I had this habit, when I was little, of sitting on a stool beside our stereo casette player every midday. I would listen to worship songs and sing along with Don Moen or Steve Kuban or whose voice that was. A lyric card lie unfolded on my hand.
No one in my clan scolded me for spending too much time beside our stereo casette player, so I had the luxury of finishing all songs from one tape to another. I would stop once my ears felt overused. I remembered how my sisters would join at first then leave me doing solo for half of the album. I always ended up alone with the music in the room.
One of those middays sticks clear in my mind, though. Until now.
I placed the small stool by the stereo’s right side as routine. The cassette held the tape in with a click, then I watched its wheels reeling. I sniffed the lyric card that went with the transparent case. Unfurled it. Ahem!
Before I let out a tune, a bright idea came to me. I rushed to the light switch. And flicked it off. I ran back to my stool. I stared at the black-stained room, in awe of how it magnified Don Moen’s serenading to God. The room solely contained me and the music. For some reason, the music dwarfed me more than the darkness did, and some strange longing for God filled my heart.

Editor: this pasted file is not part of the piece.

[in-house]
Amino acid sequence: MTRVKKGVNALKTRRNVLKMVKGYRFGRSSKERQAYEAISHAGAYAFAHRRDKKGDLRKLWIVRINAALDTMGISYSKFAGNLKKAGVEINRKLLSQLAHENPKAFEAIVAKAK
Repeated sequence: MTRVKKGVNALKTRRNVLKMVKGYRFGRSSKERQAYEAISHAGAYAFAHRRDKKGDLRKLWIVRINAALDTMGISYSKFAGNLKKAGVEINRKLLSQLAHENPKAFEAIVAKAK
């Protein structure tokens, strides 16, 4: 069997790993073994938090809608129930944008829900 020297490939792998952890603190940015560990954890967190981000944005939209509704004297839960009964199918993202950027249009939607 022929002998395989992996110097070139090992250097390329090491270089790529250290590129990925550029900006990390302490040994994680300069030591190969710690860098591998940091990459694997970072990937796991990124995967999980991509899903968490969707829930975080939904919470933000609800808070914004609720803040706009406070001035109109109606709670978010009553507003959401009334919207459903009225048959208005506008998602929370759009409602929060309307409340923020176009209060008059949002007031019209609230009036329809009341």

“Lord, I hope You show up to me. Now.”
I heard myself saying.
“I wonder how You really look. I wonder how it feels to hug You.”
Little as I was, I had a feeling my prayer was a tad ridiculous. But what was my elementary mind knew then save for “Everything is possible,” and “Ask and you shall receive.” I watched films that re-enacted the lives of saints, and I knew I wasn’t holy to ask for an apparition. But what if? What if He says “okay”?
“Lord, please. I want to see You.”
I waited. Then begged Him more.
“Lord, why not? I mean, it’s just You appearing to me… I think there’s nothing wrong with that…”
I was beginning to get desperate. Sad even.
Suddenly, my eyes fell on my mom’s picture of Jesus’ face resting on the wall right across the stereo casette player. Whilst my eyes were transfixed on that little glow that was Jesus’ cheeks, I walked toward it and held it close to my face.
I studied the picture’s hair, forehead, brows and eyes, nose, lips, and beard. My finger touched it as if it sensed its texture. It was beautifully painted. Somehow, I felt like it was really how He looked, and that He was looking at me. Gently. A smile was growing in my lips. I lingered on it a mite longer, my fingers dearly re-tracing Jesus’ facial features.
Somehow, it was enough.
I placed back the picture on the wall, walked towards the light switch, and flicked it on.
“Thank you, Lord!”
Beaming, I turned to my lyric card and sang along.